May 7, 2007

Battle over wine sales in supermarkets

by Jesse Poppe

For as long as Senator Linda Sheid (DFL - Brooklyn Park) can remember, shopping for the week’s groceries always consisted of two trips. After purchasing a tenderloin dinner for company that was coming over, she remembered how well a tangy Gallo wine would accompany the meal and drove even further from home to buy it from the liquor store.

“This was always such an inconvenience; making two stops when one would make much more sense.? Sheid said. “Of course, I’d always buy more than just one bottle so I wouldn’t have to make the trip again that month.?

This routine is familiar to many in the state, where archaic alcohol laws have limited wine sales to liquor stores since the times just following Prohibition. If a current bill passes the Minnesota Legislature, however, these historical laws may be just that, affecting not only consumers but the profit margins of both liquor stores and supermarkets as well.

This bill was introduced to the Senate by Sheid and has bipartisan support. The bill has a partner in the House, and would allow supermarket areas spanning at least 8,000 square feet to sell wine in their isles.

“We want to allow consumers to make both their dinner and wine decisions in the same store,? said Sheid. “33 other states, including Wisconsin, already have similar laws, but since I’ve started carrying this bill in 1985 even beer wholesalers have opposed it.?

An age old debate

The subject of expanding wine and other alcohol sales to commercial areas other than liquor stores is not a new one. Sheid said that the Minnesota Legislature has been rejecting attempts to change the law since the 1970s, and opponents of this year’s measure say it will once again fail to garner enough support.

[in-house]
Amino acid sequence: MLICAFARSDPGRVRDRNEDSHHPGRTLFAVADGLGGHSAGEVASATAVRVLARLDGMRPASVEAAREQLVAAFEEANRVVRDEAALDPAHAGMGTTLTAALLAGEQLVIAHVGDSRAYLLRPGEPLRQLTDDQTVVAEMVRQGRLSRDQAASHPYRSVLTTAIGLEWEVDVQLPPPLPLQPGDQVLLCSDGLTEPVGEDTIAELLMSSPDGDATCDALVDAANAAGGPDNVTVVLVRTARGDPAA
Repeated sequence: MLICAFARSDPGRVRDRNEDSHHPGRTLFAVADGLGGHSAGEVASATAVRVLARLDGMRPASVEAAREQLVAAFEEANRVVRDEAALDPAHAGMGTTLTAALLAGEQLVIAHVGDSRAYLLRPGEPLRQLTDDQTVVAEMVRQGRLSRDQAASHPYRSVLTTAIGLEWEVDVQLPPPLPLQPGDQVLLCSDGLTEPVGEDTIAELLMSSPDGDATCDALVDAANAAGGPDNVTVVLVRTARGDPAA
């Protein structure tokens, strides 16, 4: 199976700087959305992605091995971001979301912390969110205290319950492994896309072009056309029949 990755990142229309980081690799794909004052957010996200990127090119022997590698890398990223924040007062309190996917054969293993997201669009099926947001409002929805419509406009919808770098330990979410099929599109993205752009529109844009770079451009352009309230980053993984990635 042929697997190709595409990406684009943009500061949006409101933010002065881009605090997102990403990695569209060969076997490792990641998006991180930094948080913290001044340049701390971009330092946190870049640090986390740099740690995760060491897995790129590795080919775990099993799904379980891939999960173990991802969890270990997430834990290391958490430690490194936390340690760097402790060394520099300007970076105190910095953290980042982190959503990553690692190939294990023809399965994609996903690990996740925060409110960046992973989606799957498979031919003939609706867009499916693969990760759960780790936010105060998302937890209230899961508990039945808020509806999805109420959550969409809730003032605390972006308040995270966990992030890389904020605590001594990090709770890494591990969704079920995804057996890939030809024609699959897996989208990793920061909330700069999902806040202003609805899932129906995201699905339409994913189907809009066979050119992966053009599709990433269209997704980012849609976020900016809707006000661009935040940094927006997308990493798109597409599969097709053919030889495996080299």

Heavy opposition of the bill has come from liquor stores, who are worried about losing sales in the competition that would be encouraged by letting grocery stores into the market. General manger Steve Wilk at Surdyk’s Liquor Store, one of the largest liquor stores in the Midwest that also allows customers to purchase their wine online, said that he expects this bill to die fairly quickly.

“I think the legislature has done its job in that past and I hope they stand up to this type of law again,? Wilk said. “If (the bill) stands alone and doesn’t get tagged to something else, our lobbyists tell us that it won’t pass.?

Wilk argued that increasing competition by including supermarkets is bad for business, and thinks that local liquor stores in particular will experience the most problems.

“Most of the constituents for opposing lawmakers are rural and municipal stores, who stand to lose the most money from this law,? he said.

Sheid acknowledged the clout that those supporters represent. “The law won’t likely change until municipal stores get on board,? she said.

Proponents of the bill, specifically the Minnesota Grocers Association, claim that competition will be healthy for consumers who can shop around for the best prices on a product. In addition, it would be much more convenient for customers who prefer to buy all of their goods in one place.

“We’ve heard from so many customers who want an isle in grocery stores near the cheese and meat section devoted to wine,? said Jaime Pfuhl, executive director of the Minnesota Grocers Association. “Minnesotans pay more for wine than most of the country because of these restricted licenses.?

Pfuhl said the bill is lenient because it limits supermarket sales to wine and still allows liquor stores to control beer and spirit sales. “Grocery stores just want to be a small part of a very large market,? she said.

Age restrictions and current limitations

One of the main concerns that opponents of the bill stress is that grocery stores are unfit to combat underage sales and purchases of alcoholic products.

“Liquor stores represent a controlled environment where store policy requires clerks to check all ID’s,? Wilk said. “How will supermarkets manage this when even the cashiers aren’t legally adults??

Pfuhl argues that most stores are already well equipped to handle age-restricted products.

“Many grocers sell cigarettes and adult related material,? she said. “Our registers automatically lock when these types of products are scanned and someone of age must come over to make the sale.?

Sheid said that presenting the danger of underage buyers is a red herring issue. “There is no law that exists currently which requires liquor stores to check all ID’s,? she said. “Our law would include this restriction.?

While most advocates seem to argue that customer satisfaction is the main issue at stake, Wilk argued that current regulations already allow for grocery stores to own liquor stores.